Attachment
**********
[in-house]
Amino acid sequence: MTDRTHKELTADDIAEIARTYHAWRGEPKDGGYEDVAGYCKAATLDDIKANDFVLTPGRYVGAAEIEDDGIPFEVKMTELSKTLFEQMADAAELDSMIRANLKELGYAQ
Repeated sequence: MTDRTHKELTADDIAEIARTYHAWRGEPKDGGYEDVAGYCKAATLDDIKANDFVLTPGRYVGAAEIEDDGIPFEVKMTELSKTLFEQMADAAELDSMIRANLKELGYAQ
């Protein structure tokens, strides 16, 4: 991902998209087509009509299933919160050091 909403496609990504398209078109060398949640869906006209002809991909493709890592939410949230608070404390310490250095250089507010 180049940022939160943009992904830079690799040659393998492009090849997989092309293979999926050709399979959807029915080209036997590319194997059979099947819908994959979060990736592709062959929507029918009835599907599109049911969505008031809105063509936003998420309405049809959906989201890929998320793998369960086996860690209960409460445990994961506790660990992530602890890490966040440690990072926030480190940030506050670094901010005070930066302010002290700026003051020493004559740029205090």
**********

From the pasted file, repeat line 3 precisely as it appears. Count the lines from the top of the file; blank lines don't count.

Repeated sequence: MTDRTHKELTADDIAEIARTYHAWRGEPKDGGYEDVAGYCKAATLDDIKANDFVLTPGRYVGAAEIEDDGIPFEVKMTELSKTLFEQMADAAELDSMIRANLKELGYAQ